Modulation of dysbiotic vaginal complications by cervical mucus revealed in linked human vagina and cervix chips

Organ Models: Vagina and cervix

Application: Microbiome


Background The cervicovaginal mucus that coats the upper surface of the vaginal epithelium is thought to serve as a selective barrier that helps to clear pathogens, however, its role in modulating the physiology and pathophysiology of the human vagina is poorly understood. Bacterial vaginosis (BV), a common disease of the female reproductive tract that increases susceptibility to sexually transmitted infections, pelvic inflammatory disease, infertility, preterm birth, and both maternal and neonatal infections is characterized by the presence of a wide array of strict and facultative anaerobes, often including Gardnerella vaginalis.

Objective To assess the role of cervical mucus in preventing dysbiosis-associated complications and preserving vaginal health.

Study Design To better understand the role of cervicovaginal mucus in vaginal health, we used human organ-on-a-chip (Organ Chip) microfluidic culture technology to analyze the effects of cervical mucus produced in a human Cervix Chip when transferred to a human Vagina Chip BV model. Both chips are lined by primary human organ-specific (cervical or vaginal) epithelium interfaced with organ-specific stromal fibroblasts.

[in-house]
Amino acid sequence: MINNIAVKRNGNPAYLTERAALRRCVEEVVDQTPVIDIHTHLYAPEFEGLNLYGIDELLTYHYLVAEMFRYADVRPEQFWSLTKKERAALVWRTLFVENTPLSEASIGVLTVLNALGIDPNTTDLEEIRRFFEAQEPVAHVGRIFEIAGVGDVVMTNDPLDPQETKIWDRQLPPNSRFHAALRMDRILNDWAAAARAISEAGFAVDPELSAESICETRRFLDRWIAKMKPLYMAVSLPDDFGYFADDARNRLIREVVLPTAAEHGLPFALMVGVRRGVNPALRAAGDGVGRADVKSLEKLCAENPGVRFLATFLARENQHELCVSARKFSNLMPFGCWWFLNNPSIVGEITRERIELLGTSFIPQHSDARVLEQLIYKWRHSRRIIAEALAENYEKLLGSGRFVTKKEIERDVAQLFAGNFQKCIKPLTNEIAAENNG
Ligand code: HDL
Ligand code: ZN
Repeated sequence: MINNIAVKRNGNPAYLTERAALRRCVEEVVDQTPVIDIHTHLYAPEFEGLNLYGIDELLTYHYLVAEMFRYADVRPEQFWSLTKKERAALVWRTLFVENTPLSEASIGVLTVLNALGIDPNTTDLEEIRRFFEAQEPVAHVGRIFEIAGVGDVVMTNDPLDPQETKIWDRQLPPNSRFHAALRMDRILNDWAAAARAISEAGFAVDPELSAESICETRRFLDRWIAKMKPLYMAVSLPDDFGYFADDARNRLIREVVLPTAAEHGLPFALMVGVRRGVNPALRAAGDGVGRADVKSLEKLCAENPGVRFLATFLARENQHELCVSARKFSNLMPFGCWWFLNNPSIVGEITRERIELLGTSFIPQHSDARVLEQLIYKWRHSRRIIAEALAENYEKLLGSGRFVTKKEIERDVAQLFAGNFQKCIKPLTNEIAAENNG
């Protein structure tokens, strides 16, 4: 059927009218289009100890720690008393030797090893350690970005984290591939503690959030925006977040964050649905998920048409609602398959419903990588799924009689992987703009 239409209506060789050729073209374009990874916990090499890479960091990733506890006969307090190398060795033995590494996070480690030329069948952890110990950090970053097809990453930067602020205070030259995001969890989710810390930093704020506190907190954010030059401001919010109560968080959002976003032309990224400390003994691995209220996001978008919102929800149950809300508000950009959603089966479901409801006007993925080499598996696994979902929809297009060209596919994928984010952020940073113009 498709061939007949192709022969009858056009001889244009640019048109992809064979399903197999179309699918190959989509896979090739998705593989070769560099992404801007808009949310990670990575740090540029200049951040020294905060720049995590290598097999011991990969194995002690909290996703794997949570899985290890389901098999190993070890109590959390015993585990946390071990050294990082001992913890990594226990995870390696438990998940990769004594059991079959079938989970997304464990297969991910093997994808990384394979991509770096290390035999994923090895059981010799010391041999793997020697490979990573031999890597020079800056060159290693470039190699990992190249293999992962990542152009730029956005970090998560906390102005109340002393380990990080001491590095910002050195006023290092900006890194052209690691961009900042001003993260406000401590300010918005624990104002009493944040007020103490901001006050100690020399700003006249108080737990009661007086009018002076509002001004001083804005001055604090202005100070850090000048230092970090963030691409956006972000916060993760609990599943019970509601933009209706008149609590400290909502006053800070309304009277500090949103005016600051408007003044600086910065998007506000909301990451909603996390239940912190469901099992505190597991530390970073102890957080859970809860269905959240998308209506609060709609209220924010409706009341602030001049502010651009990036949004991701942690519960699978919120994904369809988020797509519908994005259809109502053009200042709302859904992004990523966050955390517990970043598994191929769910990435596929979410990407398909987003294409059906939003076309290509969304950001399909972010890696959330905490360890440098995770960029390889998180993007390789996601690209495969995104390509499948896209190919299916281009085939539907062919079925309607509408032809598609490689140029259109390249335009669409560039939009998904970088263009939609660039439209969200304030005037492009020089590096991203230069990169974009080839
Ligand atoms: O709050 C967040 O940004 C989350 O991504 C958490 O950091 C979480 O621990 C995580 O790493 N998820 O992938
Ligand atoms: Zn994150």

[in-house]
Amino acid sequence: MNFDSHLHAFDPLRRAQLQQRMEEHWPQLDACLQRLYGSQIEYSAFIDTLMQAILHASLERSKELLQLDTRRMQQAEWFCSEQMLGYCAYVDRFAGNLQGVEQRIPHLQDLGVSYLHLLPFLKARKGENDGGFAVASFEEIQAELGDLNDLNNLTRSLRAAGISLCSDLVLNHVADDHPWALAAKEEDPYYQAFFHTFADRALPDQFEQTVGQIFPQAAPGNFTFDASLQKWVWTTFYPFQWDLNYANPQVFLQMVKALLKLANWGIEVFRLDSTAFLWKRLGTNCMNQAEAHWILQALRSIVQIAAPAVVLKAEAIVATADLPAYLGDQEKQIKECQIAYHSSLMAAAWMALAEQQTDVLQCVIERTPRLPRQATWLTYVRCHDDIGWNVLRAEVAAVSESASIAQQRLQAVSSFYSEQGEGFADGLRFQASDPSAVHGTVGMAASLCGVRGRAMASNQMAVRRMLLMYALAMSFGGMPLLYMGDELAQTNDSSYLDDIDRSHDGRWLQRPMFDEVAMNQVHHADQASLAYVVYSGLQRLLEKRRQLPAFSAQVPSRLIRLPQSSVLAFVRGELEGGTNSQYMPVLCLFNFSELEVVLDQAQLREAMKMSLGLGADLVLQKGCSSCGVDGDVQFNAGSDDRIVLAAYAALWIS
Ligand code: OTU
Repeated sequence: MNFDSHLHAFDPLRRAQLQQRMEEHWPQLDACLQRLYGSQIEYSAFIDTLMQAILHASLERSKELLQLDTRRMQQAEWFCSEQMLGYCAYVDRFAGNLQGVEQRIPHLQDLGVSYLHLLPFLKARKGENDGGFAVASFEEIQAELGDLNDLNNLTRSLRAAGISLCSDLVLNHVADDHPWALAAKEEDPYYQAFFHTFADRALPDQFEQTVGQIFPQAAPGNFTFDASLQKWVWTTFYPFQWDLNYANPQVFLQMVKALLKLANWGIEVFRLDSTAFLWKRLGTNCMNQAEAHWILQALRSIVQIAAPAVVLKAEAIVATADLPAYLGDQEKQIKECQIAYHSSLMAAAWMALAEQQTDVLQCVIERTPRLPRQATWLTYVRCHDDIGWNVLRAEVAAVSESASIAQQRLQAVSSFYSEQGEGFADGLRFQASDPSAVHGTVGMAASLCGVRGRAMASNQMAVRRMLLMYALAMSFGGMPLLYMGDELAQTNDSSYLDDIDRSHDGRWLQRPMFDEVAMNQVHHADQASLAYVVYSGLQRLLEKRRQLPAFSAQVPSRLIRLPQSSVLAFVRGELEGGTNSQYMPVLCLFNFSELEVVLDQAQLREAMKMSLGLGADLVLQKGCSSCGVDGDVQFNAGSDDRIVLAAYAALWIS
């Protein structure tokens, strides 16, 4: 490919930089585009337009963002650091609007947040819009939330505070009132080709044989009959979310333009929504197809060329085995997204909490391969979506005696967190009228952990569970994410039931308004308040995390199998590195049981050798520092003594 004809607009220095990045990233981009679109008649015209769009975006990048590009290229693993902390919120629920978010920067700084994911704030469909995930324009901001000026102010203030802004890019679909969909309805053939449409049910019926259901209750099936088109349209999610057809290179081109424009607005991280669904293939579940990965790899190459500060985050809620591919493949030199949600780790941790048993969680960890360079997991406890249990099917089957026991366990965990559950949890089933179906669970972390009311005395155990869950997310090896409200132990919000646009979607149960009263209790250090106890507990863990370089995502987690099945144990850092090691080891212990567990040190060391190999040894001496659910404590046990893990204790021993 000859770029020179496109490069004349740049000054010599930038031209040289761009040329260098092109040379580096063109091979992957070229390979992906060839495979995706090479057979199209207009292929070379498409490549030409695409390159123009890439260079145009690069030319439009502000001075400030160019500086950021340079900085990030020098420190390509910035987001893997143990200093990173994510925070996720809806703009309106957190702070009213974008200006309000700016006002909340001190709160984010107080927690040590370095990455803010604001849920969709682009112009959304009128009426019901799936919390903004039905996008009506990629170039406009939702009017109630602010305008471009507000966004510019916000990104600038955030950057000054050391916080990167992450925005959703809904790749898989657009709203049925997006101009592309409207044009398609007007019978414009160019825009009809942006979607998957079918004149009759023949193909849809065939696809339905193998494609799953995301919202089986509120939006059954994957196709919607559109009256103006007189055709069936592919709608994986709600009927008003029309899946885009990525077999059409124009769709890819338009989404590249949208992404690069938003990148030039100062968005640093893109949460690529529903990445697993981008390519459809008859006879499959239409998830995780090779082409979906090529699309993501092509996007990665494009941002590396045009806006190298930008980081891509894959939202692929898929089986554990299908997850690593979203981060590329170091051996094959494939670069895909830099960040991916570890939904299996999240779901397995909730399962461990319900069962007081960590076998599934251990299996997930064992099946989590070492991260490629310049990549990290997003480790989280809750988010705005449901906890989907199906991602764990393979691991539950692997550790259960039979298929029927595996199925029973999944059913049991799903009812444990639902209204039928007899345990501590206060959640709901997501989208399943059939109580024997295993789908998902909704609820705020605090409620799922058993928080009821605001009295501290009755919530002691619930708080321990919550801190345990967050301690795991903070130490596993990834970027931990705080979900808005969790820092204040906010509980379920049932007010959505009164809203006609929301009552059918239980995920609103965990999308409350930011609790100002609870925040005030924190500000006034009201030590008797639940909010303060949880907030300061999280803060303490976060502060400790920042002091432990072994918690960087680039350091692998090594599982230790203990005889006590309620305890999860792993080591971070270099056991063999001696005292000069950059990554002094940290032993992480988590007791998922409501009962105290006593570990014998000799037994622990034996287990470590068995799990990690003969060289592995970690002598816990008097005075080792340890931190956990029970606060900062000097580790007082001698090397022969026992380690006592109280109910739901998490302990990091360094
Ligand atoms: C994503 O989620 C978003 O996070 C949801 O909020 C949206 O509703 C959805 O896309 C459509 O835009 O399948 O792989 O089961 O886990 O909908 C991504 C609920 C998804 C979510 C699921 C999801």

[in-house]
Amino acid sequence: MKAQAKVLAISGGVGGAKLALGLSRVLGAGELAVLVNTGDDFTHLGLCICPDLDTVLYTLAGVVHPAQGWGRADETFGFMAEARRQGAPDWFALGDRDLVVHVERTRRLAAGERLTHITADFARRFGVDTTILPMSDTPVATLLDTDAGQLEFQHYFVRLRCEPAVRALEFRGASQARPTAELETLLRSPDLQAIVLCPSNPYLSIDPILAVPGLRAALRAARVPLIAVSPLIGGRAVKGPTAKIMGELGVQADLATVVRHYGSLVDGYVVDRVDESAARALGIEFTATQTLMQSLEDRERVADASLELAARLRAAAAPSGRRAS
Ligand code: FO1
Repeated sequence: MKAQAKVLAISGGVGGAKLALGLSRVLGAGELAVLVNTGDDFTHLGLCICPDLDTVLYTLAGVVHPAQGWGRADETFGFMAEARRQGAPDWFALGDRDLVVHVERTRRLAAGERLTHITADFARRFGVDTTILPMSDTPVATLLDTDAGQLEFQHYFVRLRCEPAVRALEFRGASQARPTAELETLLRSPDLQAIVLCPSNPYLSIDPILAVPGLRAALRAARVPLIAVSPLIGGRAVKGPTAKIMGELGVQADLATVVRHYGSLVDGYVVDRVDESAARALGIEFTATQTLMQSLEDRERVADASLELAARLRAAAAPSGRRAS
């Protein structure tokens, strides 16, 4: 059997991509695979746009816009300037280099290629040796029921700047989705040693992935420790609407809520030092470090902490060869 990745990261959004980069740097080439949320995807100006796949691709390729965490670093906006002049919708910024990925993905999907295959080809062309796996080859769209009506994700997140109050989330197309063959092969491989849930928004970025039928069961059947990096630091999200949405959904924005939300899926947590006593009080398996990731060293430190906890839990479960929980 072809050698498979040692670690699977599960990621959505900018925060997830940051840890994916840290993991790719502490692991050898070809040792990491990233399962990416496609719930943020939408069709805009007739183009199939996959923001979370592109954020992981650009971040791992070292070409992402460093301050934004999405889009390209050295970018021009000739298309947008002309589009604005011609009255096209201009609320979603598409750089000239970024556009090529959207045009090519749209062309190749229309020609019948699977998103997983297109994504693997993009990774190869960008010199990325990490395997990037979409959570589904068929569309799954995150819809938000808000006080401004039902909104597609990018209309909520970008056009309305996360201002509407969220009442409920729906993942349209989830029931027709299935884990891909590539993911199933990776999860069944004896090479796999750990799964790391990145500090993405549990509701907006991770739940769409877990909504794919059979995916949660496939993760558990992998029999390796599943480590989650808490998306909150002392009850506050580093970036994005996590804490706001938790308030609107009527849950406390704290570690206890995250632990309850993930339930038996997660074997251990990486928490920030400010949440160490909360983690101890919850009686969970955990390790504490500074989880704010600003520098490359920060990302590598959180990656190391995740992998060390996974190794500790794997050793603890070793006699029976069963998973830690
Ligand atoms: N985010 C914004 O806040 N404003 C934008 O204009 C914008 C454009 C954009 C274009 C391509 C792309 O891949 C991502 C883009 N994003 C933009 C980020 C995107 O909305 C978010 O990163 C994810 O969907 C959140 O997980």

Results Our data show that mucus-containing effluents from Cervix Chips protect Vagina Chips from inflammation and epithelial cell injury caused by co-culture with dysbiotic microbiome containing G. vaginalis. Proteomic analysis of proteins produced by the Vagina Chip following treatment with the Cervix Chip mucus also revealed a collection of differentially abundant proteins that may contribute to the vaginal response to dysbiotic microbiome, which could represent potential diagnostic biomarkers or therapeutic targets for management of BV.

Conclusions This study highlights the importance of cervical mucus in control of human vaginal physiology and pathophysiology, and demonstrates the potential value of Organ Chip technology for studies focused on health and diseases of the female reproductive tract.